MCK chief Harry Rice thinks nights like these can be built upon, and alluded to Canadiens’ assistant coach Alex Burrows, a former Kahnawake Condor, as someone who can help in the future for something like the Kraft Hockeyville push to win $250,000 for Kahnawake in arena upgrades in the annual national contest.

“My eyes watered up when the guy sang the national anthem in Cree,” said Rice. “Then when the starting lineups were announced in Cree as well… it was a lot of pride. I shed a few tears. It was an honour to be here,” he said.

“It’s a step in the right direction to have reconciliation ties with Kahnawake or any other First Nation community. With that, hopefully they follow through with their words about becoming allies,” said Rice.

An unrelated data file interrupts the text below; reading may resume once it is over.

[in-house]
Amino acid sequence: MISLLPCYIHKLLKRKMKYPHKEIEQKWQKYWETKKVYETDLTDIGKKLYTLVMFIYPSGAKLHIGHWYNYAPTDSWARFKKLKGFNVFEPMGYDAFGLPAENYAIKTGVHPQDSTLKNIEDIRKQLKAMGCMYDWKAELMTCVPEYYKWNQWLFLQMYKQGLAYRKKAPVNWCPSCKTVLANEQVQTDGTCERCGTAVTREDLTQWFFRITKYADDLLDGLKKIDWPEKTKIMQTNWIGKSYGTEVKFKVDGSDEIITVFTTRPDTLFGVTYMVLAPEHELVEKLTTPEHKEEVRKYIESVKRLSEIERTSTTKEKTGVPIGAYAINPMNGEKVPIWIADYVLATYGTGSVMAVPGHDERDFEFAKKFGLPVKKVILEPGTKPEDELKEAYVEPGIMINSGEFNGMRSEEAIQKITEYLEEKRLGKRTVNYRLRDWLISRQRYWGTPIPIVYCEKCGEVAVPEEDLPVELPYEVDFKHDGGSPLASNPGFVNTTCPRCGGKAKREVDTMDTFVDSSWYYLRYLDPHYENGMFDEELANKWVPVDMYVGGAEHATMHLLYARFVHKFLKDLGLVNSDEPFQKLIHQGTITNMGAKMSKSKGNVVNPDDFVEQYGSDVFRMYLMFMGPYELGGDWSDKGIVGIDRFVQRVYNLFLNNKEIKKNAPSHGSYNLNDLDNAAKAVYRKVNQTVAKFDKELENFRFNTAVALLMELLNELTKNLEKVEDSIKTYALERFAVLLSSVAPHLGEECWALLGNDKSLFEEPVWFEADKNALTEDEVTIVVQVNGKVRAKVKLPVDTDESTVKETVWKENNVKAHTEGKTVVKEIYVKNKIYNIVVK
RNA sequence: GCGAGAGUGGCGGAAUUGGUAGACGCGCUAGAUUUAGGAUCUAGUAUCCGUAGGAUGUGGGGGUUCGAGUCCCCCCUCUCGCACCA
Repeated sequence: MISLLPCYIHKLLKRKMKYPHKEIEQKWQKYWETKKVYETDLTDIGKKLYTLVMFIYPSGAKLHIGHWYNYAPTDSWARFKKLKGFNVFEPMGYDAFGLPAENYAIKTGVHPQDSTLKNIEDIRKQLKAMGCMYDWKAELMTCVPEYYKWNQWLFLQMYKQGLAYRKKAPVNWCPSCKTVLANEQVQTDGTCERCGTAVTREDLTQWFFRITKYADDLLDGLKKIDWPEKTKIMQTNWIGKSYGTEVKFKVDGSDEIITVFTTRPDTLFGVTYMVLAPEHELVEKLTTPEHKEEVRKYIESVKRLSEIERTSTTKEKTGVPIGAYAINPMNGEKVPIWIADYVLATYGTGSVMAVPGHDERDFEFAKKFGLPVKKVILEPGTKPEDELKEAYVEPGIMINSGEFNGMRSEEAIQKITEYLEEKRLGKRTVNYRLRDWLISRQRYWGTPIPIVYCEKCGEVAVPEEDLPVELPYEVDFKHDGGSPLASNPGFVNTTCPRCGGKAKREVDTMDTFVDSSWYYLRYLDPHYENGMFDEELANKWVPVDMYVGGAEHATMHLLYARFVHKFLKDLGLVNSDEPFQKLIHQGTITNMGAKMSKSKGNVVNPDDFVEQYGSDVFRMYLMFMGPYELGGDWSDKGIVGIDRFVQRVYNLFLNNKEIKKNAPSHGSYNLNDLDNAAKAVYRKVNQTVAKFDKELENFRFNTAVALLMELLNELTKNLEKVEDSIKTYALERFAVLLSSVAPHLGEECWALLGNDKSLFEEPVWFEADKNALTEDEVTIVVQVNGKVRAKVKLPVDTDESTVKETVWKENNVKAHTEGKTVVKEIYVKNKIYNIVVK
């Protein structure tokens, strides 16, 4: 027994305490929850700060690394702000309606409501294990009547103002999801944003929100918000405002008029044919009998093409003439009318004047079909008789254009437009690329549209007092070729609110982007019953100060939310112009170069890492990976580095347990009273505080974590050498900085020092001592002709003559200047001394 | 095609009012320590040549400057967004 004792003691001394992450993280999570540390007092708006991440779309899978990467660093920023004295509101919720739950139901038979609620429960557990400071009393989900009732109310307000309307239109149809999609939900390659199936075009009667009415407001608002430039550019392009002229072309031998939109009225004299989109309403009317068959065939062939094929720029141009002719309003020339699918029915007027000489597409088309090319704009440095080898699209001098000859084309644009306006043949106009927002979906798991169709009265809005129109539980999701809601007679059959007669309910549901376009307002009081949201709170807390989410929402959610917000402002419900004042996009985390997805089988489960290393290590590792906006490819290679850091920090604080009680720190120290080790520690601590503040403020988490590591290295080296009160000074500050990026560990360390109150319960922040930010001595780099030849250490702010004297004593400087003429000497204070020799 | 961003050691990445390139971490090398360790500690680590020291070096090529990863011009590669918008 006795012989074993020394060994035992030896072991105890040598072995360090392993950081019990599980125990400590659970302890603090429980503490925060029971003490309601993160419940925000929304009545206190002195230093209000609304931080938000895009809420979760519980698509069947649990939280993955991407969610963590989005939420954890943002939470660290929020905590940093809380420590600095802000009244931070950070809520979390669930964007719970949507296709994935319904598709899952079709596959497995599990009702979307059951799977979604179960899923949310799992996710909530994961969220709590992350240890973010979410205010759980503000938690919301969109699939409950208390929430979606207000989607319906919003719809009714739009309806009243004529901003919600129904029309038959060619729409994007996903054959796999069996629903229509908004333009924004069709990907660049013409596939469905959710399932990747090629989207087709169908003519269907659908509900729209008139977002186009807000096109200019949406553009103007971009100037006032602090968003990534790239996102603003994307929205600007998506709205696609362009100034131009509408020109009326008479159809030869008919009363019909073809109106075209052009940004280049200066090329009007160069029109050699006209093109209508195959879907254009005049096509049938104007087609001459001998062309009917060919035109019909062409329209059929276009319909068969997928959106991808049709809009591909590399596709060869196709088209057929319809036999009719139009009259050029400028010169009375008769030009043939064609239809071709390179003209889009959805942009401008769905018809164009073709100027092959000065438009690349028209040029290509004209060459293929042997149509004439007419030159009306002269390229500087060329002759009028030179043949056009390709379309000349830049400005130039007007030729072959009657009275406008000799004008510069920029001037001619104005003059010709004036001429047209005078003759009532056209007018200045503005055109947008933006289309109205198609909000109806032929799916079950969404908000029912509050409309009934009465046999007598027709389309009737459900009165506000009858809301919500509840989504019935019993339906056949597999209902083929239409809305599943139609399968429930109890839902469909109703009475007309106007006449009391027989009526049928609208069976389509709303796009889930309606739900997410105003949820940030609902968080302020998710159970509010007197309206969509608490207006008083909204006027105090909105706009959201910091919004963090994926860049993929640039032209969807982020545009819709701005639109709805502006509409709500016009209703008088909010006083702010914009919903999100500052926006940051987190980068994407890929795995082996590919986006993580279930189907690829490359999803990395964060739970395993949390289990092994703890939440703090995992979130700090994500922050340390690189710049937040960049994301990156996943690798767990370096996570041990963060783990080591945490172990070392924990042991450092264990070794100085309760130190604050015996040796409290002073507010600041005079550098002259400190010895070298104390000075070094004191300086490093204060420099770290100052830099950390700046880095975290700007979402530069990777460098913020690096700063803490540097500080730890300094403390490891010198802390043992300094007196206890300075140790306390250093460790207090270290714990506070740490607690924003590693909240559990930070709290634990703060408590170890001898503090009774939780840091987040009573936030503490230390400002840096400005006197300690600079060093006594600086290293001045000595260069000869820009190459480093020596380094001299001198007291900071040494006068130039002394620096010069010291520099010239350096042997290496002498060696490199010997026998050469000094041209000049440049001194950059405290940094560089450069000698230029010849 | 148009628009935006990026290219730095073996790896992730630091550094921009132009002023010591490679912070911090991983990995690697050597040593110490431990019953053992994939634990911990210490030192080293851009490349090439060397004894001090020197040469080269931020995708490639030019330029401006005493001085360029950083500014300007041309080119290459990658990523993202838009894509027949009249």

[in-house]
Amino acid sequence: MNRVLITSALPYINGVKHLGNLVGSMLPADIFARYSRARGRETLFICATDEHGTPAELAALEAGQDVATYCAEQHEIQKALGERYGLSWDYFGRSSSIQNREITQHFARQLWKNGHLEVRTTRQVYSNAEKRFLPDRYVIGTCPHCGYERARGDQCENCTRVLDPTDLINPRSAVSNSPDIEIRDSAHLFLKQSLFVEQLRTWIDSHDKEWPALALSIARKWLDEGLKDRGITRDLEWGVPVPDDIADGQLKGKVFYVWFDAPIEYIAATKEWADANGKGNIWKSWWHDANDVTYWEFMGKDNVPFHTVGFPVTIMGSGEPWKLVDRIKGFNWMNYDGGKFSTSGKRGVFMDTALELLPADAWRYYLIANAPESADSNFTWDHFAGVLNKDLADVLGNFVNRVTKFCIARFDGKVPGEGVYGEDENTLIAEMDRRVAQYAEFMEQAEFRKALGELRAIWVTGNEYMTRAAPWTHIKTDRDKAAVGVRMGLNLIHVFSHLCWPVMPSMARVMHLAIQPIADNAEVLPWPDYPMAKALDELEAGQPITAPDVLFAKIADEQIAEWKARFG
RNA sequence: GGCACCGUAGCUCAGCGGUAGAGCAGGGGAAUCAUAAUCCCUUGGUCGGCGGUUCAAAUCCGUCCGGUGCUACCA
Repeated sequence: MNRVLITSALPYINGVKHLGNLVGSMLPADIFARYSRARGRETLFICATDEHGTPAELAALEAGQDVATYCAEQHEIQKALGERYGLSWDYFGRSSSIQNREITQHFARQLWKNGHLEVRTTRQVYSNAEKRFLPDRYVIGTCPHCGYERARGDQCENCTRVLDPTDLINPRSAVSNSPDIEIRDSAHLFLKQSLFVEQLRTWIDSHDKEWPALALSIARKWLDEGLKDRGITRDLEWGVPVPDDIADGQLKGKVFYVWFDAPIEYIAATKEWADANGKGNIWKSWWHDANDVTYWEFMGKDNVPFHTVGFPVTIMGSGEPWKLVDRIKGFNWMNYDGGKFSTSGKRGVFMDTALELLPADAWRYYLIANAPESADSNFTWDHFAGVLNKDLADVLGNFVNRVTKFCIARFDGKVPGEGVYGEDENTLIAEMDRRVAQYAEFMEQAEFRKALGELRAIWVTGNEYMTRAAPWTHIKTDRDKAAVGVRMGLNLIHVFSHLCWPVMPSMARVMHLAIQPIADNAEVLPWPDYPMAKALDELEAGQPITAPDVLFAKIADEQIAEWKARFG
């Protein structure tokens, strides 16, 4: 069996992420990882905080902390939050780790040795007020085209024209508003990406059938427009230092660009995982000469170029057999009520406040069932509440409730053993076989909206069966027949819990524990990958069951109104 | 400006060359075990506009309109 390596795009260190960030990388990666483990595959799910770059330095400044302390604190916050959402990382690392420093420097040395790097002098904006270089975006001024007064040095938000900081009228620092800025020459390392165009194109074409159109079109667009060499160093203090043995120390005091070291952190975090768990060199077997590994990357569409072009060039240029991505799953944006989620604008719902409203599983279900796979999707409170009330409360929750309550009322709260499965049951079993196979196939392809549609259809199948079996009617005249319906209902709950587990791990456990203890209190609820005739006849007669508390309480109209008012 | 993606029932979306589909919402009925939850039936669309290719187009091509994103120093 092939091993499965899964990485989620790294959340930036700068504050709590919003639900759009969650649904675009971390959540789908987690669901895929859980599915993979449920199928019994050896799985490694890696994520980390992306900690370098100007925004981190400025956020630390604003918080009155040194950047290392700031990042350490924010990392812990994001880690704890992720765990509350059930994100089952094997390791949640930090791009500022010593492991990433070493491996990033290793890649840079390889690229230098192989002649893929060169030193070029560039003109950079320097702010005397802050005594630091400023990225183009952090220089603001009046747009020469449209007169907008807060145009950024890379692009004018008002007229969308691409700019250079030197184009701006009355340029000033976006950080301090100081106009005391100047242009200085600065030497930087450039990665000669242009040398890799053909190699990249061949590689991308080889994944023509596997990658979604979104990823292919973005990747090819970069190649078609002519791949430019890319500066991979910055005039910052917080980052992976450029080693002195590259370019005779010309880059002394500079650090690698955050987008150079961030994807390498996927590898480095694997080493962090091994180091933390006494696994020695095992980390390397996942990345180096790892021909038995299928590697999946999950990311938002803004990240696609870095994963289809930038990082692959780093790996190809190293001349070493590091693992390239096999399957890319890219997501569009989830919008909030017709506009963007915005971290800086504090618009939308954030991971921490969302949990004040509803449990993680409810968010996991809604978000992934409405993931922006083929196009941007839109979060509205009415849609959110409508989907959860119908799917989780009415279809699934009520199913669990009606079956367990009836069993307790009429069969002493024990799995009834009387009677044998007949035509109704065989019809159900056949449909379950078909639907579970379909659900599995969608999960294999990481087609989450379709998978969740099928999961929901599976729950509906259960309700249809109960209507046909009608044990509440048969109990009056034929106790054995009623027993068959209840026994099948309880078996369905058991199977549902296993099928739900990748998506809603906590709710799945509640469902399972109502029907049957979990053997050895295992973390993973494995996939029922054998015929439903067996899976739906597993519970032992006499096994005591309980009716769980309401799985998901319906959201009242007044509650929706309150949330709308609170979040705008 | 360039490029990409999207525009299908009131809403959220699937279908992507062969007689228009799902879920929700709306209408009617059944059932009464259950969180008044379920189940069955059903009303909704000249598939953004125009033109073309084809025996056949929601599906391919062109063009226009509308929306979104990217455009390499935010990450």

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Eastern Door Editor/Publisher Steve Bonspiel started his journalism career in January 2003 with The Nation magazine, a newspaper serving the Cree of northern Quebec.
Since that time, he has won numerous regional and national awards for his in-depth, impassioned writing on a wide variety of subjects, including investigative pieces, features, editorials, columns, sports, human interest and hard news.
He has freelanced for the Montreal Gazette, Toronto Star, Windspeaker, Nunatsiaq News, Calgary Herald, Native Peoples Magazine, and other publications.
Among Steve's many awards is the Paul Dumont-Frenette Award for journalist of the year with the Quebec Community Newspapers Association in 2015, and a back-to-back win in 2010/11 in the Canadian Association of Journalists' community category - one of which also garnered TED a short-list selection of the prestigious Michener award.
He was also Quebec Community Newspapers Association president from 2012 to 2019, and continues to strive to build bridges between Native and non-Native communities for a better understanding of each other.